The longer the line / the more angle / the more stretch/ the less stress is put on the boat and dock cleats. We had a storm a month or so ago and people at the marina had short brest lines. The lines were tied from the midship cleats pretty much perpendicularly to the dock. The boats got rolling and pulled the cleats right out of the dock. The boats broke loose.
Exactly. Your boat and floating dock will rise and fall together with the tide but they will rock differently with waves or wakes. This will put great stress on the cleats.
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Old 11-24-2017, 06:24 PM   #45
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Thanks guys. That all makes sense, especially for rough storms and docks in rough water.

Luckily, our small little marina is very protected with almost no fetch. The only traffic is the 20 boats on the next finger, so wakes aren't an issue, either. I've never seen much for waves, even in 60 knot winds, so there isn't much rocking.

The stress on lines seems to be mainly the tugging that occurs if I leave the lines loose.

I'll probably continue with my present setup in the home dock, but use longer lines as suggested for less protected docks in rough water.
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Old 11-24-2017, 07:59 PM   #46
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...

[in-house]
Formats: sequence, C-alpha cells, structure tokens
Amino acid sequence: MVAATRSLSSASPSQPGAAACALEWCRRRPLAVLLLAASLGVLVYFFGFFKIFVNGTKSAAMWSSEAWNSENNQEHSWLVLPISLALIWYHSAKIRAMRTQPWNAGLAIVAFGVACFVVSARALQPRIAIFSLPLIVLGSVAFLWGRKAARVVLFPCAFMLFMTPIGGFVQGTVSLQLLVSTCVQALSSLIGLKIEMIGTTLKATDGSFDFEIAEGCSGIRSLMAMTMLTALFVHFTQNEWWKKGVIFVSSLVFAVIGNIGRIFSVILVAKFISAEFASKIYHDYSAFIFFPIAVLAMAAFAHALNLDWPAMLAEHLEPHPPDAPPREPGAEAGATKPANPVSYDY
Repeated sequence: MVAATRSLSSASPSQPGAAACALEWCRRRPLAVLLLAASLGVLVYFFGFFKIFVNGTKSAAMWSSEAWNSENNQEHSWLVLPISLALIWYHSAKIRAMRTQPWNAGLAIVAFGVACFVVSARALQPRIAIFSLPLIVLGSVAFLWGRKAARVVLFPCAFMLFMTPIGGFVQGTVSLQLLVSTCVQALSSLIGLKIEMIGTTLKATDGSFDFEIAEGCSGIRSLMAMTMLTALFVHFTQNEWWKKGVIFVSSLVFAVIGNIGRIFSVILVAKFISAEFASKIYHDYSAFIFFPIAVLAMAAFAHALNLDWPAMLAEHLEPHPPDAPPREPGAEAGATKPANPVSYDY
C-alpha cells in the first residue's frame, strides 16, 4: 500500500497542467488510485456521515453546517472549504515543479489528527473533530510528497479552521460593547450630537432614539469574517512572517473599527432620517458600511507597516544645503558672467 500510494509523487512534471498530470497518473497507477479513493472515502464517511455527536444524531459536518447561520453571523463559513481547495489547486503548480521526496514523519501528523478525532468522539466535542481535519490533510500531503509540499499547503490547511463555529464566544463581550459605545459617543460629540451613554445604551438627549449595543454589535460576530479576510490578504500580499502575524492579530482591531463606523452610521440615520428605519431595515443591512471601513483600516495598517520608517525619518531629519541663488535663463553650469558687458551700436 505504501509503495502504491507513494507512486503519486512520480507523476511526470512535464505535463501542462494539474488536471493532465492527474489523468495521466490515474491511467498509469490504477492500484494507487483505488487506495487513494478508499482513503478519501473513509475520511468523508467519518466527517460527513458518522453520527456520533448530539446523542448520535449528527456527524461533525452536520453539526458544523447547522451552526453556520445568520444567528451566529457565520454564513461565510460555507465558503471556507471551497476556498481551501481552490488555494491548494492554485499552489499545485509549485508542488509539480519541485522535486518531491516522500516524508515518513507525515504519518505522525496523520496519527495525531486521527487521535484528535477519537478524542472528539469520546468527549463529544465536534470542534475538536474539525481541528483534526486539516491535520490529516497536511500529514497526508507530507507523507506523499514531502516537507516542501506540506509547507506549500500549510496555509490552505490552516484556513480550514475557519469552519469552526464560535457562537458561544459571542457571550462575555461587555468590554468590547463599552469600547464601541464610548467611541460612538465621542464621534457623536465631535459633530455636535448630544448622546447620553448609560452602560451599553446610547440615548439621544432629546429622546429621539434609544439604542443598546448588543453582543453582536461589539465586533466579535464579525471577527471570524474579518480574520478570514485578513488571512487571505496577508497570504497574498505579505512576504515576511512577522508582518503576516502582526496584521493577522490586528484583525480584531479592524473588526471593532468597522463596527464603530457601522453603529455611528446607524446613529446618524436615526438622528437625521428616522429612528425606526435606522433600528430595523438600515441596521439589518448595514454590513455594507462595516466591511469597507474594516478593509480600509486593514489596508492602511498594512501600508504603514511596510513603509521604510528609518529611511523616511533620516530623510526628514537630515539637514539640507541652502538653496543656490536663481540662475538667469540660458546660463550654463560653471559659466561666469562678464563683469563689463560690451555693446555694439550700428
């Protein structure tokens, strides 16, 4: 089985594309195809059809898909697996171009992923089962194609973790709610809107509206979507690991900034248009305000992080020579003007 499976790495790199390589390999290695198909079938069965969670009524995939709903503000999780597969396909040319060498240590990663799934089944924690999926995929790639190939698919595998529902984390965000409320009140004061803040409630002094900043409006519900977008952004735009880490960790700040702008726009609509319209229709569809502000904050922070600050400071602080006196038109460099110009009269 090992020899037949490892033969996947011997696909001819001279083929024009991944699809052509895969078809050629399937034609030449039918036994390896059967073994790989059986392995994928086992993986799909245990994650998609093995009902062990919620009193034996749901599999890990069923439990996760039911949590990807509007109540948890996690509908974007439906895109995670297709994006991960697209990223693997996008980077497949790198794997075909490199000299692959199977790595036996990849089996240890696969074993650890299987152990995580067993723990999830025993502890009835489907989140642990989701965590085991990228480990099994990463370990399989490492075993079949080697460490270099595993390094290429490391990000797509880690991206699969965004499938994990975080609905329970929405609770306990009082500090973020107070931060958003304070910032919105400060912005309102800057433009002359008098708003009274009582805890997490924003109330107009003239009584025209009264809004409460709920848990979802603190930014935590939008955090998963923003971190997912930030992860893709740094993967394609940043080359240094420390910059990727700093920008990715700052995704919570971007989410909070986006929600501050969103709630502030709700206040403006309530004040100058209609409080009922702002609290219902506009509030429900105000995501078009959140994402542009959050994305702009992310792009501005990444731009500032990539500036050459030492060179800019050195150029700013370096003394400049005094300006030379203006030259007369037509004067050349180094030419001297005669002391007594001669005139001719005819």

Longer lines make it easier to dock in a marina where you may have to toss a line to someone on the dock. ...
Tossing a line to someone on the dock? Is that an "east coast" thing where the "rich and famous" dock with servile people at hand? Here it is a rarity unless a dock-walking boater happens by. And their help is rarely needed. thank you.
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Old 11-24-2017, 08:06 PM   #47
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Tossing a line to someone on the dock? Is that an "east coast" thing where the "rich and famous" dock with servile people at hand? Here it is a rarity unless a dock-walking boater happens by. And their help is rarely needed. thank you.
Most of the marinas I have stayed at will send one or more dockhands to direct us to our assigned slip and catch our lines. Often, they connect the shore power also or at least offer to.

Other times, it may be fellow boaters who happen to see a boat coming in.

Sometimes there is no help but it's still easier for someone to step off the boat with a long dockline, cleat it off and then catch another line tossed by the operator.
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Old 11-24-2017, 11:10 PM   #48
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It`s the practice at my marina that seeing/hearing a boat come in, you go and offer help.